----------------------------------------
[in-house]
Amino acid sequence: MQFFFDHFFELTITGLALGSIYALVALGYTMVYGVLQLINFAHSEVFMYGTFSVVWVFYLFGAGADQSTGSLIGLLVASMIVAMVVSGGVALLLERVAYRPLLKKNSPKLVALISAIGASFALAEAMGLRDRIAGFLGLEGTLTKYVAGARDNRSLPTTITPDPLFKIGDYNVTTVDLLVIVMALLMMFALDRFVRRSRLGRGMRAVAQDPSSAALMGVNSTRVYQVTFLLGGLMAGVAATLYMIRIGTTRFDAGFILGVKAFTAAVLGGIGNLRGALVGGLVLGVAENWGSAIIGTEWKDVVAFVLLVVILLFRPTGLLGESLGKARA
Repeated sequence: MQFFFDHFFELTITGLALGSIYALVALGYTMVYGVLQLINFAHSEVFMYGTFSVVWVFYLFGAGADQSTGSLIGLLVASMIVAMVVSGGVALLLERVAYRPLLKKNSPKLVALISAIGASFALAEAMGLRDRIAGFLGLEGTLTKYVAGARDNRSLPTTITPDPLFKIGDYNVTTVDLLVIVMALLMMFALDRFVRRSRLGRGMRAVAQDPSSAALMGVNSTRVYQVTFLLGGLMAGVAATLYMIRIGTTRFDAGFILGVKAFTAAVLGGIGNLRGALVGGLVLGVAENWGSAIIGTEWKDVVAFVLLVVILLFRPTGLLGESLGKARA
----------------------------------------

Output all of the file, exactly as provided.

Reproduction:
[in-house]
Amino acid sequence: MQFFFDHFFELTITGLALGSIYALVALGYTMVYGVLQLINFAHSEVFMYGTFSVVWVFYLFGAGADQSTGSLIGLLVASMIVAMVVSGGVALLLERVAYRPLLKKNSPKLVALISAIGASFALAEAMGLRDRIAGFLGLEGTLTKYVAGARDNRSLPTTITPDPLFKIGDYNVTTVDLLVIVMALLMMFALDRFVRRSRLGRGMRAVAQDPSSAALMGVNSTRVYQVTFLLGGLMAGVAATLYMIRIGTTRFDAGFILGVKAFTAAVLGGIGNLRGALVGGLVLGVAENWGSAIIGTEWKDVVAFVLLVVILLFRPTGLLGESLGKARA
Repeated sequence: MQFFFDHFFELTITGLALGSIYALVALGYTMVYGVLQLINFAHSEVFMYGTFSVVWVFYLFGAGADQSTGSLIGLLVASMIVAMVVSGGVALLLERVAYRPLLKKNSPKLVALISAIGASFALAEAMGLRDRIAGFLGLEGTLTKYVAGARDNRSLPTTITPDPLFKIGDYNVTTVDLLVIVMALLMMFALDRFVRRSRLGRGMRAVAQDPSSAALMGVNSTRVYQVTFLLGGLMAGVAATLYMIRIGTTRFDAGFILGVKAFTAAVLGGIGNLRGALVGGLVLGVAENWGSAIIGTEWKDVVAFVLLVVILLFRPTGLLGESLGKARA